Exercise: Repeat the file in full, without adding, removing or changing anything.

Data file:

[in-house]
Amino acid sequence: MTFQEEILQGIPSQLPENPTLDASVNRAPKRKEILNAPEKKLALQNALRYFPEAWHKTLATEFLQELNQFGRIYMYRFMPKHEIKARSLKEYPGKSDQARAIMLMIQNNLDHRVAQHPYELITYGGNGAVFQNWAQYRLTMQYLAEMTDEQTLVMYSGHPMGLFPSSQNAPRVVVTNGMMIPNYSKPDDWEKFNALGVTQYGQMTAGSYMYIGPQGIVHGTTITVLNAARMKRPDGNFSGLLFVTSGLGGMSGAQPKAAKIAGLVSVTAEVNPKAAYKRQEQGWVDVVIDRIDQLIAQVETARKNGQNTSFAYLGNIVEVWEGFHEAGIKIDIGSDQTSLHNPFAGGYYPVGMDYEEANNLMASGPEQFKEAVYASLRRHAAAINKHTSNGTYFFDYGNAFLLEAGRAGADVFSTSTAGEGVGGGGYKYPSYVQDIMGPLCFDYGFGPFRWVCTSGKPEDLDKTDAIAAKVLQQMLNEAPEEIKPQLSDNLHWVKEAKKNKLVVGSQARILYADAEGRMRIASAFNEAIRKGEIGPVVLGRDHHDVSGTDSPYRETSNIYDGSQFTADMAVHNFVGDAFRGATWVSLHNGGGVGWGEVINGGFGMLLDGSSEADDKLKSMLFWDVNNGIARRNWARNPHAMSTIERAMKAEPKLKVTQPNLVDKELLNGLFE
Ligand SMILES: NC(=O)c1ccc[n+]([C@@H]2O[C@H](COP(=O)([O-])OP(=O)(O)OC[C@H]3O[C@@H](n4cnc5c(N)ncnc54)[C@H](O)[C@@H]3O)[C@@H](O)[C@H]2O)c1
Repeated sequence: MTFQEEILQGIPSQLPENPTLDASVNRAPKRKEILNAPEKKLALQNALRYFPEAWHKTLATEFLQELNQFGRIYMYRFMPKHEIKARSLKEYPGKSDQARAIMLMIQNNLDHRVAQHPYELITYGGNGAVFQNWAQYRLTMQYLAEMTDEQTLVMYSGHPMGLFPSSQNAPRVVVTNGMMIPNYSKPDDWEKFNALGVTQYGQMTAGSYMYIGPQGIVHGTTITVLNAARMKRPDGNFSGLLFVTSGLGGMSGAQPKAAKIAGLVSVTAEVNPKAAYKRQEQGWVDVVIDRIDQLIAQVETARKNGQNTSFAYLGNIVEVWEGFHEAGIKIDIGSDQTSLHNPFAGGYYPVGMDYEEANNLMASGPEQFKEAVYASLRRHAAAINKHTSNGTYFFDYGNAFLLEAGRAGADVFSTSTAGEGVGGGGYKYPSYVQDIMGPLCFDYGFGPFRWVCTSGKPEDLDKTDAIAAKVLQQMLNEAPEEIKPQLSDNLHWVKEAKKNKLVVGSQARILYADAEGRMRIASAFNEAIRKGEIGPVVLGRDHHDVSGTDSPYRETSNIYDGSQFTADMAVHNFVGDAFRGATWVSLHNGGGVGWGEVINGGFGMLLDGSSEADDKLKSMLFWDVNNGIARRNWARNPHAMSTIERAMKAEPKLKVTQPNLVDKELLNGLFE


[in-house]
Amino acid sequence: MTFQEEILQGIPSQLPENPTLDASVNRAPKRKEILNAPEKKLALQNALRYFPEAWHKTLATEFLQELNQFGRIYMYRFMPKHEIKARSLKEYPGKSDQARAIMLMIQNNLDHRVAQHPYELITYGGNGAVFQNWAQYRLTMQYLAEMTDEQTLVMYSGHPMGLFPSSQNAPRVVVTNGMMIPNYSKPDDWEKFNALGVTQYGQMTAGSYMYIGPQGIVHGTTITVLNAARMKRPDGNFSGLLFVTSGLGGMSGAQPKAAKIAGLVSVTAEVNPKAAYKRQEQGWVDVVIDRIDQLIAQVETARKNGQNTSFAYLGNIVEVWEGFHEAGIKIDIGSDQTSLHNPFAGGYYPVGMDYEEANNLMASGPEQFKEAVYASLRRHAAAINKHTSNGTYFFDYGNAFLLEAGRAGADVFSTSTAGEGVGGGGYKYPSYVQDIMGPLCFDYGFGPFRWVCTSGKPEDLDKTDAIAAKVLQQMLNEAPEEIKPQLSDNLHWVKEAKKNKLVVGSQARILYADAEGRMRIASAFNEAIRKGEIGPVVLGRDHHDVSGTDSPYRETSNIYDGSQFTADMAVHNFVGDAFRGATWVSLHNGGGVGWGEVINGGFGMLLDGSSEADDKLKSMLFWDVNNGIARRNWARNPHAMSTIERAMKAEPKLKVTQPNLVDKELLNGLFE
Ligand SMILES: NC(=O)c1ccc[n+]([C@@H]2O[C@H](COP(=O)([O-])OP(=O)(O)OC[C@H]3O[C@@H](n4cnc5c(N)ncnc54)[C@H](O)[C@@H]3O)[C@@H](O)[C@H]2O)c1
Repeated sequence: MTFQEEILQGIPSQLPENPTLDASVNRAPKRKEILNAPEKKLALQNALRYFPEAWHKTLATEFLQELNQFGRIYMYRFMPKHEIKARSLKEYPGKSDQARAIMLMIQNNLDHRVAQHPYELITYGGNGAVFQNWAQYRLTMQYLAEMTDEQTLVMYSGHPMGLFPSSQNAPRVVVTNGMMIPNYSKPDDWEKFNALGVTQYGQMTAGSYMYIGPQGIVHGTTITVLNAARMKRPDGNFSGLLFVTSGLGGMSGAQPKAAKIAGLVSVTAEVNPKAAYKRQEQGWVDVVIDRIDQLIAQVETARKNGQNTSFAYLGNIVEVWEGFHEAGIKIDIGSDQTSLHNPFAGGYYPVGMDYEEANNLMASGPEQFKEAVYASLRRHAAAINKHTSNGTYFFDYGNAFLLEAGRAGADVFSTSTAGEGVGGGGYKYPSYVQDIMGPLCFDYGFGPFRWVCTSGKPEDLDKTDAIAAKVLQQMLNEAPEEIKPQLSDNLHWVKEAKKNKLVVGSQARILYADAEGRMRIASAFNEAIRKGEIGPVVLGRDHHDVSGTDSPYRETSNIYDGSQFTADMAVHNFVGDAFRGATWVSLHNGGGVGWGEVINGGFGMLLDGSSEADDKLKSMLFWDVNNGIARRNWARNPHAMSTIERAMKAEPKLKVTQPNLVDKELLNGLFE